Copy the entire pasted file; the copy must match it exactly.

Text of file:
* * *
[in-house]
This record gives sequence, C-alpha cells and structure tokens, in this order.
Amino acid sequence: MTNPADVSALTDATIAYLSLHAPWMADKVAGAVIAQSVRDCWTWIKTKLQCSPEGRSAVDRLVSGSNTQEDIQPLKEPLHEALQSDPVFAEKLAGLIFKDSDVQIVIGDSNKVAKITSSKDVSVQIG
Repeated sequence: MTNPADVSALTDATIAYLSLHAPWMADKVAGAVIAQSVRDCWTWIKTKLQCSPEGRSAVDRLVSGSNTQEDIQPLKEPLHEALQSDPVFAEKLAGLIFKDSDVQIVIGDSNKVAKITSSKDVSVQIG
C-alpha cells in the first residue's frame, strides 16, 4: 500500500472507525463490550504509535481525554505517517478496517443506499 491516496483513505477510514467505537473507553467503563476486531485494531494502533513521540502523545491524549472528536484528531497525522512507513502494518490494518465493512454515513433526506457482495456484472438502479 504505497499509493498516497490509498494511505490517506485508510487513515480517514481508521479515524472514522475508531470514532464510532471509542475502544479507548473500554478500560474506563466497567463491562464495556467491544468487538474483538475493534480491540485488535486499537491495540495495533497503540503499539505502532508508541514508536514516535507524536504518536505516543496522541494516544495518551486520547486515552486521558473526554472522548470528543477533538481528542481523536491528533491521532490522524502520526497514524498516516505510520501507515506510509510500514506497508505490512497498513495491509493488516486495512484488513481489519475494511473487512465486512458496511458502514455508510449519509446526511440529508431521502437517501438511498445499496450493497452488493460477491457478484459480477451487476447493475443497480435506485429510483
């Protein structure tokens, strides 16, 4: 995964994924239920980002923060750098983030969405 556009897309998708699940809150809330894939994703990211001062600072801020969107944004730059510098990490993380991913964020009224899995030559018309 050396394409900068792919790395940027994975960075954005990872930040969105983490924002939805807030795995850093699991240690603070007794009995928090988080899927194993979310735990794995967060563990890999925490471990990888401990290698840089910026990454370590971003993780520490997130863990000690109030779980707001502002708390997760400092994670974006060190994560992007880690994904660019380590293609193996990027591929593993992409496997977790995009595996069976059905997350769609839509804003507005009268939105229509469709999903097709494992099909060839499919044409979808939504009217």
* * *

[in-house]
This record gives sequence, C-alpha cells and structure tokens, in this order.
Amino acid sequence: MTNPADVSALTDATIAYLSLHAPWMADKVAGAVIAQSVRDCWTWIKTKLQCSPEGRSAVDRLVSGSNTQEDIQPLKEPLHEALQSDPVFAEKLAGLIFKDSDVQIVIGDSNKVAKITSSKDVSVQIG
Repeated sequence: MTNPADVSALTDATIAYLSLHAPWMADKVAGAVIAQSVRDCWTWIKTKLQCSPEGRSAVDRLVSGSNTQEDIQPLKEPLHEALQSDPVFAEKLAGLIFKDSDVQIVIGDSNKVAKITSSKDVSVQIG
C-alpha cells in the first residue's frame, strides 16, 4: 500500500472507525463490550504509535481525554505517517478496517443506499 491516496483513505477510514467505537473507553467503563476486531485494531494502533513521540502523545491524549472528536484528531497525522512507513502494518490494518465493512454515513433526506457482495456484472438502479 504505497499509493498516497490509498494511505490517506485508510487513515480517514481508521479515524472514522475508531470514532464510532471509542475502544479507548473500554478500560474506563466497567463491562464495556467491544468487538474483538475493534480491540485488535486499537491495540495495533497503540503499539505502532508508541514508536514516535507524536504518536505516543496522541494516544495518551486520547486515552486521558473526554472522548470528543477533538481528542481523536491528533491521532490522524502520526497514524498516516505510520501507515506510509510500514506497508505490512497498513495491509493488516486495512484488513481489519475494511473487512465486512458496511458502514455508510449519509446526511440529508431521502437517501438511498445499496450493497452488493460477491457478484459480477451487476447493475443497480435506485429510483
């Protein structure tokens, strides 16, 4: 995964994924239920980002923060750098983030969405 556009897309998708699940809150809330894939994703990211001062600072801020969107944004730059510098990490993380991913964020009224899995030559018309 050396394409900068792919790395940027994975960075954005990872930040969105983490924002939805807030795995850093699991240690603070007794009995928090988080899927194993979310735990794995967060563990890999925490471990990888401990290698840089910026990454370590971003993780520490997130863990000690109030779980707001502002708390997760400092994670974006060190994560992007880690994904660019380590293609193996990027591929593993992409496997977790995009595996069976059905997350769609839509804003507005009268939105229509469709999903097709494992099909060839499919044409979808939504009217």